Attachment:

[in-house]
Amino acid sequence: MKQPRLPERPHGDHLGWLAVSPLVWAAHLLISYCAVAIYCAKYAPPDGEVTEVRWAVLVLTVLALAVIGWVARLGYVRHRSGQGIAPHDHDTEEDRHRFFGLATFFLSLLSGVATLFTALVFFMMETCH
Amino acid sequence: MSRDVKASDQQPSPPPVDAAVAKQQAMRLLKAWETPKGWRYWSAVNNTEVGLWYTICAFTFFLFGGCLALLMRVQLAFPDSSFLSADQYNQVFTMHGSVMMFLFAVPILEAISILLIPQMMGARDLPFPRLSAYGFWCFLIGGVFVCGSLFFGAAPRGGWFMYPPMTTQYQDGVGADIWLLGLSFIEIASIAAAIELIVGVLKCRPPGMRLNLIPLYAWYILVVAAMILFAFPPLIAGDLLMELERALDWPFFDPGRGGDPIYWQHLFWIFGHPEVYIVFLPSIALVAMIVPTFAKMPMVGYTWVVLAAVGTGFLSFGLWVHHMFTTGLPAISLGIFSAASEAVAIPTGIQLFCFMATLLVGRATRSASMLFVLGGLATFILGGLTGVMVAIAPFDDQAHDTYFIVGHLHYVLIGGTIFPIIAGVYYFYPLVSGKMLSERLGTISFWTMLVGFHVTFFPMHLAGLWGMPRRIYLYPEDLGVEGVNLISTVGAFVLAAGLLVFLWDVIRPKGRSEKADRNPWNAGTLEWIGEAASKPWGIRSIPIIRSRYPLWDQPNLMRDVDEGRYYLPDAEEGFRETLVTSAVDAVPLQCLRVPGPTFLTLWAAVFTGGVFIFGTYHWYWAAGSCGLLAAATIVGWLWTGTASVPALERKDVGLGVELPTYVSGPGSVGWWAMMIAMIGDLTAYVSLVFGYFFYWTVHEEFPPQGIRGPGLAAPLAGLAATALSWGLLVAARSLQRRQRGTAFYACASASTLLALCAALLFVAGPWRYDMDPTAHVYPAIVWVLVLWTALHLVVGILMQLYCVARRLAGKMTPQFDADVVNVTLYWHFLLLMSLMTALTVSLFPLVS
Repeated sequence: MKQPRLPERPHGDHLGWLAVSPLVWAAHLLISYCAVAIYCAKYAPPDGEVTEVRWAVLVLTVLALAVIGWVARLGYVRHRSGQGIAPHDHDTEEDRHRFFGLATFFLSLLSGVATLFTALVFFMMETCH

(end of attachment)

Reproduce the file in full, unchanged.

[in-house]
Amino acid sequence: MKQPRLPERPHGDHLGWLAVSPLVWAAHLLISYCAVAIYCAKYAPPDGEVTEVRWAVLVLTVLALAVIGWVARLGYVRHRSGQGIAPHDHDTEEDRHRFFGLATFFLSLLSGVATLFTALVFFMMETCH
Amino acid sequence: MSRDVKASDQQPSPPPVDAAVAKQQAMRLLKAWETPKGWRYWSAVNNTEVGLWYTICAFTFFLFGGCLALLMRVQLAFPDSSFLSADQYNQVFTMHGSVMMFLFAVPILEAISILLIPQMMGARDLPFPRLSAYGFWCFLIGGVFVCGSLFFGAAPRGGWFMYPPMTTQYQDGVGADIWLLGLSFIEIASIAAAIELIVGVLKCRPPGMRLNLIPLYAWYILVVAAMILFAFPPLIAGDLLMELERALDWPFFDPGRGGDPIYWQHLFWIFGHPEVYIVFLPSIALVAMIVPTFAKMPMVGYTWVVLAAVGTGFLSFGLWVHHMFTTGLPAISLGIFSAASEAVAIPTGIQLFCFMATLLVGRATRSASMLFVLGGLATFILGGLTGVMVAIAPFDDQAHDTYFIVGHLHYVLIGGTIFPIIAGVYYFYPLVSGKMLSERLGTISFWTMLVGFHVTFFPMHLAGLWGMPRRIYLYPEDLGVEGVNLISTVGAFVLAAGLLVFLWDVIRPKGRSEKADRNPWNAGTLEWIGEAASKPWGIRSIPIIRSRYPLWDQPNLMRDVDEGRYYLPDAEEGFRETLVTSAVDAVPLQCLRVPGPTFLTLWAAVFTGGVFIFGTYHWYWAAGSCGLLAAATIVGWLWTGTASVPALERKDVGLGVELPTYVSGPGSVGWWAMMIAMIGDLTAYVSLVFGYFFYWTVHEEFPPQGIRGPGLAAPLAGLAATALSWGLLVAARSLQRRQRGTAFYACASASTLLALCAALLFVAGPWRYDMDPTAHVYPAIVWVLVLWTALHLVVGILMQLYCVARRLAGKMTPQFDADVVNVTLYWHFLLLMSLMTALTVSLFPLVS
Repeated sequence: MKQPRLPERPHGDHLGWLAVSPLVWAAHLLISYCAVAIYCAKYAPPDGEVTEVRWAVLVLTVLALAVIGWVARLGYVRHRSGQGIAPHDHDTEEDRHRFFGLATFFLSLLSGVATLFTALVFFMMETCH